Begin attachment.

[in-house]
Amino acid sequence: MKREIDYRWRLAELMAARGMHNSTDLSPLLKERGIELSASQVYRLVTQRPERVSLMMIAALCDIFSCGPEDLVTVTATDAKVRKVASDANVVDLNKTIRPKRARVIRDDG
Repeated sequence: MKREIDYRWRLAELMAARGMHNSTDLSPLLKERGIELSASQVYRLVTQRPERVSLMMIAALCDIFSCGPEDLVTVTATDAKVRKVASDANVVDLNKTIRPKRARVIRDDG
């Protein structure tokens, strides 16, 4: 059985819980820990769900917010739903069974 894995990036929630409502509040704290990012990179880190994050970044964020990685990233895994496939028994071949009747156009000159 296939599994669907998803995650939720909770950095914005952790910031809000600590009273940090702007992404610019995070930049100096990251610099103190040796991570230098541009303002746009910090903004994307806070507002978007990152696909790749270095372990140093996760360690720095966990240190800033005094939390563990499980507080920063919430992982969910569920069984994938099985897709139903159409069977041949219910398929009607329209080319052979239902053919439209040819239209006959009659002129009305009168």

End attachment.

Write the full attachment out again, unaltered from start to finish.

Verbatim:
[in-house]
Amino acid sequence: MKREIDYRWRLAELMAARGMHNSTDLSPLLKERGIELSASQVYRLVTQRPERVSLMMIAALCDIFSCGPEDLVTVTATDAKVRKVASDANVVDLNKTIRPKRARVIRDDG
Repeated sequence: MKREIDYRWRLAELMAARGMHNSTDLSPLLKERGIELSASQVYRLVTQRPERVSLMMIAALCDIFSCGPEDLVTVTATDAKVRKVASDANVVDLNKTIRPKRARVIRDDG
């Protein structure tokens, strides 16, 4: 059985819980820990769900917010739903069974 894995990036929630409502509040704290990012990179880190994050970044964020990685990233895994496939028994071949009747156009000159 296939599994669907998803995650939720909770950095914005952790910031809000600590009273940090702007992404610019995070930049100096990251610099103190040796991570230098541009303002746009910090903004994307806070507002978007990152696909790749270095372990140093996760360690720095966990240190800033005094939390563990499980507080920063919430992982969910569920069984994938099985897709139903159409069977041949219910398929009607329209080319052979239902053919439209040819239209006959009659002129009305009168």